But I think this area is a legal minefield.

          Could a team that wanted to retain a free agent on the cheap have a medical “opinion” that the player was unlikely to be able to avoid surgery within two years for his “deteriorated” knee? On what basis could they include that in his “records”? What if he can get two opinions that suggest the original opinion is wrong? Will players refuse to use team-preferred doctors for examinations and surgery? Will players start staying out of the trainer’s room and getting treatment that they hope the team will not find out about?

          If I were the union reps I would be VERY suspicious of this initiative. I certainly wouldn’t trust the owners to avoid abusing it.

  4.  Krow says:

    I know we always point to our last Superbowl as proof that ‘Fewell’s schemes can win’. And I’ve made that observation myself from time to time. But let’s not forget that there’s also ample proof that it can fail.

    •  fanfor55years says:

      It’s chances of “succeeding” go up considerably when paired with a very dynamic offense (thereby putting pressure on the opponent to go to a play mix that emphasizes passing) and a strong defense up the middle that confounds an opponent’s running game.

      But IMO it still relies too much on turnovers (which I think can be Fool’s Gold when you get to a playoff game against an opponent that protects the ball well) and the crucial stop at crucial moments in the game (which has not been the strength of Fewell’s defense since he got here except in that playoff game against Atlanta when we all have to admit those fourth down stands made a HUGE amount of difference and actually turned the defense more aggressive through the remainder of the playoffs).

      Truth be told, I think THIS season will be the telling one for his defense and his philosophy. By the end of next April I believe the Giants will be building a really good, relatively young, defense with personnel that can probably adapt to any scheme. Given that John Mara would kill to host the Super Bowl that has his team in it (ironically, as the “visiting” team), I think he will be watching that defense awfully close this season. A lot of the fate of the 2013 Giants rides on their backs.

      •  Krow says:

        Fewell’s defense works well against teams that don’t execute. It capitalizes on mistakes. Unfortunately you need to beat the better teams to make a playoff run, and they’re the ones that DO execute.

        And as I recall … in our last Superbowl run there were a lot of players talking about ‘simplifying the D’, ‘going back to basics’, and ‘playing Giants football’. In other words they backed off his stuff.

      •  jfunk says:

        I don’t necessarily think anybody in the NFL believes this scheme is “better” than ANY other defensive scheme in a vacuum.

        I think teams run it primarily under one condition. They know they can’t field an elite defense traditionally with their personnel and they believe they have (or are close to having) a high powered offense. Rather than try to force that defensive personnel to run a scheme they know they’re not capable of executing, they decide to emphasize turnovers and rely on the offense to put pressure on the opponent to play over aggressive.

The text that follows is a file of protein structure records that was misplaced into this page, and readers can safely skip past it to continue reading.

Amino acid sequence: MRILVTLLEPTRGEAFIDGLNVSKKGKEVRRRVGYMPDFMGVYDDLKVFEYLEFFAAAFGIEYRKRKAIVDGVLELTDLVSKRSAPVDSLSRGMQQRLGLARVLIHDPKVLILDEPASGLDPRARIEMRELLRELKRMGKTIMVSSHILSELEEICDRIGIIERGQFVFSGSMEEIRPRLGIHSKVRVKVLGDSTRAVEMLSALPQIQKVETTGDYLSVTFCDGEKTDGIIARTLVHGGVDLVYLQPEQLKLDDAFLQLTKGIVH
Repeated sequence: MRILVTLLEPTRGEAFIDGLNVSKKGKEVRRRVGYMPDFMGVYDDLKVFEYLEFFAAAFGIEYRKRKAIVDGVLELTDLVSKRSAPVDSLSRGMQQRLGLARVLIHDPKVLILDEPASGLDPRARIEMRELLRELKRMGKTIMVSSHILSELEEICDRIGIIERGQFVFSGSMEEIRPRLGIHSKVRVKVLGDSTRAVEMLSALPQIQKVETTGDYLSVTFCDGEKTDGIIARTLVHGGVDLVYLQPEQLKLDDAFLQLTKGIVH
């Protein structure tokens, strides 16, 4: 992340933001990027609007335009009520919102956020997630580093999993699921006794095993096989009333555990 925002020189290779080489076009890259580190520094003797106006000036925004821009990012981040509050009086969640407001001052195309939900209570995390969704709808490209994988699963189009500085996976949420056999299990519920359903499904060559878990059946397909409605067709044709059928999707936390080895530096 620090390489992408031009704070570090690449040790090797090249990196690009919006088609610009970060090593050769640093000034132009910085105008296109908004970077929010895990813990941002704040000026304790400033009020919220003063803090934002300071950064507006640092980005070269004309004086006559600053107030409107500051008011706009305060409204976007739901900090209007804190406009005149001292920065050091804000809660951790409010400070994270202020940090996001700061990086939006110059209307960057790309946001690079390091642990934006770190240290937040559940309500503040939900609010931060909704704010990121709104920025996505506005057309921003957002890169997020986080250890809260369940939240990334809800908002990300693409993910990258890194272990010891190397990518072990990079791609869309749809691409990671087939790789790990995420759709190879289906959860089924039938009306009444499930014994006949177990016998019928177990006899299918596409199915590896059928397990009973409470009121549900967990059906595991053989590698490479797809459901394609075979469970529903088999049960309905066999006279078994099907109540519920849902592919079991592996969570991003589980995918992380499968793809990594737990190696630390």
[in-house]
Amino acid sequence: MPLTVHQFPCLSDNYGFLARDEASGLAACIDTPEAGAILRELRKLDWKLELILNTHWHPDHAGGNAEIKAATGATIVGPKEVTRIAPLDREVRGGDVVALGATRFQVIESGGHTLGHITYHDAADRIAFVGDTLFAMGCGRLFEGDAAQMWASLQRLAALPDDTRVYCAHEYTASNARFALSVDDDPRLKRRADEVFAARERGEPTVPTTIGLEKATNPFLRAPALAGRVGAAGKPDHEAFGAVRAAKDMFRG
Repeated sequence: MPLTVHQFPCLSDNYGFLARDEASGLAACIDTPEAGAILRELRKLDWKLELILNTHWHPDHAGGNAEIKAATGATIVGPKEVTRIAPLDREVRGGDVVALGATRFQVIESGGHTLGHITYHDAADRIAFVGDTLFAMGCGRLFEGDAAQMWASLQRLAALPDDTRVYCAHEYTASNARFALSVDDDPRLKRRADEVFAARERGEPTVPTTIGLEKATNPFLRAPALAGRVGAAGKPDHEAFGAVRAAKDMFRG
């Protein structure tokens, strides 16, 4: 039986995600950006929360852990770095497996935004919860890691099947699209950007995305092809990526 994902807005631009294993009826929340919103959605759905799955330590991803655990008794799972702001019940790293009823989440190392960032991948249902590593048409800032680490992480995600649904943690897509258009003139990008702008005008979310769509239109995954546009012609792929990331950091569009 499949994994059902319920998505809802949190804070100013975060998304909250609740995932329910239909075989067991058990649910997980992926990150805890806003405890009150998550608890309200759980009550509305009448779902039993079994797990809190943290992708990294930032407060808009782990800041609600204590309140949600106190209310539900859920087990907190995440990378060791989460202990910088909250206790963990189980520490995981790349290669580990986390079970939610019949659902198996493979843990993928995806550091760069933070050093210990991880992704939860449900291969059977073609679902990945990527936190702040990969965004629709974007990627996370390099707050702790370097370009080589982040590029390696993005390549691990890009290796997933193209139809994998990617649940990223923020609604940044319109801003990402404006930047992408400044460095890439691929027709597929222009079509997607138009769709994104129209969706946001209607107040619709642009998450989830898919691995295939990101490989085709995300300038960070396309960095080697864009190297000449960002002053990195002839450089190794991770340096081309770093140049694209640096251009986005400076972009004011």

I don’t think a team building from the drawing board would choose to build towards this defense. I think teams just find themselves in this situation and decide to roll with it rather than trying to rebuild the defense at the risk of losing their offensive advantage.

        •  Krow says:

          To paraphrase that old joke, “He said our defense wasn’t fit for pigs … but I stood up to him and argued that it was a very good fit for pigs.”

  5.  GOAT56 says:

    Fewell has his faults but I think especially last year the issue was much more the players. DTs play was poor, as was the LB play and webster forgot how to play football. We will have issues with some calls because Fewell tends to be more conservative than most of us would like. But we have enough to make his defense work this year if the CBs stay healthy. I think the speed at LB is the DL does it job will help a lot in the short to medium range passes that were completed so easily last year.

  6.  giankees says:

    Fewells defense would be better if we had a pass rush. Also would be better if we have beef up the middle to stop the run. Im hoping we have both this year. Hoping jenkins rogers hankins or patterson make a difference this yr
    Also would love to see kiwi and tuck and jpp get back to pressuring the qb. I have a good feeling about moore this yr i think he is
    A more natural joker than kiwi. He used to play it similarly at tex am

  7.  Krow says:

    A coach is supposed to put his players in the best position he can for them to succeed. We were 28th against the run and 31st against the pass last season. So if you feel Perry Fewell did a good job then this is about where you think we belong talent-wise.